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Rapid School Improvement

24 June 2016

New research report, launched by Steve Munby at our Inspiring Leadership Conference last week, shows the steps taken by a group of schools to improve the quality of education they offer

Around 360 schools in England, in recent years, have dramatically improved the quality of education they offer in a short space of time. We spoke to nearly 100 of them to find out how they had gone about this.  The findings are grounds for optimism and show commonalities in the approach taken by headteachers to bring about this change. Their stories also demonstrate the complexities of leadership in difficult school environments.

This research is an important source of knowledge on tackling school under-performance and is aimed primarily at  headteachers and policy-makers. Most headteachers conceptualised the requirements for school improvement in a similar way. This consistency feeds into a framework for rapid school improvement which emphasises the need for headteachers to:

  • urgently address teaching quality
  • be authoritative in driving improvement and building leadership capacity over time
  • motivate all staff and monitor progress closely
  • marrying personal resilience with technical skill
  • build coalitions for support and change, both within school and the community

One clear area of consensus among headteachers was that improving teaching quality was essential. Headteachers often found that it was a variability in standards across the school that was the issue, rather than universally weak teaching. The way to overcome this was not necessarily to replace all weak teachers, but to support and encourage growth where possible. Teachers were only moved on when they were non-responsive to support. Most headteachers believed offering in-house professional development was essential, with a number of headteachers also collaborating with other schools to improve standards.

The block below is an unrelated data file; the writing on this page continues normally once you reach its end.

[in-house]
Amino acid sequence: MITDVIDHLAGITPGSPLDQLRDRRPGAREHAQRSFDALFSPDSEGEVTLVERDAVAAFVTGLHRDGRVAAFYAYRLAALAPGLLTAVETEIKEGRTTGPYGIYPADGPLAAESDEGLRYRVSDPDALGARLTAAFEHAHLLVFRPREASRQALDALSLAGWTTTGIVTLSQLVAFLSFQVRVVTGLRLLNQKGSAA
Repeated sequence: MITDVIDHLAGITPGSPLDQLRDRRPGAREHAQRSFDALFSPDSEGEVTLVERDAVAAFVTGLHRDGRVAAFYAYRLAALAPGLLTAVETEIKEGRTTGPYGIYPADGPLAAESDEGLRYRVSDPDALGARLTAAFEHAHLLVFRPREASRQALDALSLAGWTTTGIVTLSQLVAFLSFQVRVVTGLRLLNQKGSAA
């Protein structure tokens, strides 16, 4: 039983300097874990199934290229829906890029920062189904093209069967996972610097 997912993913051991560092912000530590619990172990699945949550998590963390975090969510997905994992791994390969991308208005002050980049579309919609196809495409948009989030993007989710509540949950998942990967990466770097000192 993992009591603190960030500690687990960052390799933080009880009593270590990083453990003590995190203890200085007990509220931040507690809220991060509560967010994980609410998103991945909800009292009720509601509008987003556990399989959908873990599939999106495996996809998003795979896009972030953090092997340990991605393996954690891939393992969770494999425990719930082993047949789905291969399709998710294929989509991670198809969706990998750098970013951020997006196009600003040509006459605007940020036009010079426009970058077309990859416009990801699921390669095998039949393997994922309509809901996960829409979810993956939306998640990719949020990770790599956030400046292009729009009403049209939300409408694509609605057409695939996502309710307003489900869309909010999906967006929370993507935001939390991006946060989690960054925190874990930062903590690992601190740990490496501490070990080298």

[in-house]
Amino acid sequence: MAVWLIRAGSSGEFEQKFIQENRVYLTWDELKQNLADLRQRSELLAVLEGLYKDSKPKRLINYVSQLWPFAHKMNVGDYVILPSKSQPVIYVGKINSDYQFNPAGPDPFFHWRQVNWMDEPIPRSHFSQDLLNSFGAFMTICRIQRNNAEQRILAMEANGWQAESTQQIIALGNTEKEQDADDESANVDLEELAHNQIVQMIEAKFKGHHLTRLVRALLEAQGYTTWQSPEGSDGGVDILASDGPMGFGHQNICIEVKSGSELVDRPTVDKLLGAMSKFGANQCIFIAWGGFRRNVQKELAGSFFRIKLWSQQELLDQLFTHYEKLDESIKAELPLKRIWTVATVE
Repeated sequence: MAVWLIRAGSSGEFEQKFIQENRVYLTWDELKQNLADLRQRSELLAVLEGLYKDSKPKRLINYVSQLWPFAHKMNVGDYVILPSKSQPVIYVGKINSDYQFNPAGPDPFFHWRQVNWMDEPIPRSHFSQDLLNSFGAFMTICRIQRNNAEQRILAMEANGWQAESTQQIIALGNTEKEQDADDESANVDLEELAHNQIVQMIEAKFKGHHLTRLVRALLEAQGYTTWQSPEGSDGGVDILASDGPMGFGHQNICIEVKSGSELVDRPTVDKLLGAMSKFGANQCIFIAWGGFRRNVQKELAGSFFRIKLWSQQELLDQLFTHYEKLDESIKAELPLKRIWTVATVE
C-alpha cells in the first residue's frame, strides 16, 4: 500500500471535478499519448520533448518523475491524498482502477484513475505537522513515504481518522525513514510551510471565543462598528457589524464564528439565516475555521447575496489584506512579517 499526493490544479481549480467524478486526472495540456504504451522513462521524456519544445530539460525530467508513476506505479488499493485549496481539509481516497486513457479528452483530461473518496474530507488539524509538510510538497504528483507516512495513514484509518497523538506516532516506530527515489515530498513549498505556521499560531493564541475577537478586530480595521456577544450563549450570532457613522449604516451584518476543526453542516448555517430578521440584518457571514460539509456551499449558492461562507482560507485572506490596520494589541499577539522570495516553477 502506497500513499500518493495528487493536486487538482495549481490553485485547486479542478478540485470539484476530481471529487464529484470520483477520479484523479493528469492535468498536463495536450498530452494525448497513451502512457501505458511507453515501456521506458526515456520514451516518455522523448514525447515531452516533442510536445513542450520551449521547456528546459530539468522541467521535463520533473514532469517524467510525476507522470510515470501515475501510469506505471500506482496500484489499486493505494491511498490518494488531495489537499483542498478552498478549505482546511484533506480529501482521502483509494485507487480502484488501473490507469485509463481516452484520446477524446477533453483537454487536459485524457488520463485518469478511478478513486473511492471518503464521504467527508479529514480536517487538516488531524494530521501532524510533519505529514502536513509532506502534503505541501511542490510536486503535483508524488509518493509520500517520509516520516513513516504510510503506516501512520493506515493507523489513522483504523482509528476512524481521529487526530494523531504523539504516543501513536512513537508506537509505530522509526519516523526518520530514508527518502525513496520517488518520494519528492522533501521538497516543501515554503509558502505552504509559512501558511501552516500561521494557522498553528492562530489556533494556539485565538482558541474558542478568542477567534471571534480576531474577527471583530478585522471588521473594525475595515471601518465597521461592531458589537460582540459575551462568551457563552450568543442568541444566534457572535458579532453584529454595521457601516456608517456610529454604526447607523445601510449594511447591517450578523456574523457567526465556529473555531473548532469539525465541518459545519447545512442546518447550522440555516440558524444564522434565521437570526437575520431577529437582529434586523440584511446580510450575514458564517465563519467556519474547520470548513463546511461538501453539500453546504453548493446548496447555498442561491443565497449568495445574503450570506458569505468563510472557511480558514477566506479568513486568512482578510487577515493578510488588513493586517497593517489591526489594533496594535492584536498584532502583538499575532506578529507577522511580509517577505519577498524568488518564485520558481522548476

"The first address I gave to the staff on the first day…[I said] there would be people in here who deserved to be in special measures and they are why the school is in special measures, but there are other people, other leaders, other teachers who do not deserve that because they are providing a good (and in some cases, an outstanding) education because I think it is very easy to type everyone with a brush of inadequate but there was real talent here. Sometimes it was hidden, sometimes it was just a beacon within the school, but I acknowledged that it is not all of their faults."

"I think it was very much characterised by establishing – and I even want to say 'imposing' – a consistency across the school… It was important to establish a sense of consistency… So, for example, where lessons weren’t well planned, there weren’t key objectives so we just insisted that every single lesson in the school started with a slide…that explained to students exactly what their learning was and how it fitted in."

Another area of consensus among headteachers related to leadership style. Even where strong 'emergency' leadership was used in the post-inspection period, headteachers agreed this was not sustainable in the long-term. Systems of distributed leadership were considered important in building capacity internally and preparing future leaders.

"I knew what I wanted but I couldn't get there initially…focusing leadership on one person is not healthy for anyone, least of all the organisation. I knew I wanted to distribute responsibility, but I had to get the right team in order to distribute."

Headteachers would not have been able to effect the above changes had they not had the authority to do so. Ofsted was often considered to provide the mandate to affect change, with school leaders accepting the fundamental accuracy of the reports.

"So what I had to do was build leadership capacity, draft in some good teachers, assess all the children and move it forward from there. It's a very strong position one because you have that leverage of, 'Well you’re a failed teacher because this report is saying that the teaching is inadequate, off you go' so to speak. […] it wasn't as hard as it would be if you had […] no, sort of, leverage of special measures, I think. That really helped."

A crucial element in instigating change was also about sustaining momentum and ensuring change was sustainable. It was a common theme among headteachers that once the emergency period of post-inspection has passed it was no longer about 'quick wins'; it became about implementing practices that were sustainable in both the immediate future, and can be carried forward by the next generation of leaders.

"It's sustaining it and reinforcing it and keeping them focused on the right things, and the quality of teaching continues now. I mean I think the last round of observations was about 80 per cent outstanding. We don't necessarily get the 6 plus across the board; that's always a bit of a fight. But you usually get some 6 plusses. It's keeping them going despite the fact that what we’re getting at the bottom end is a massive challenge. We've been flooded with some really SEN children, which is quite difficult. But I'm old now… so my priority is to coach up the next generation of leaders."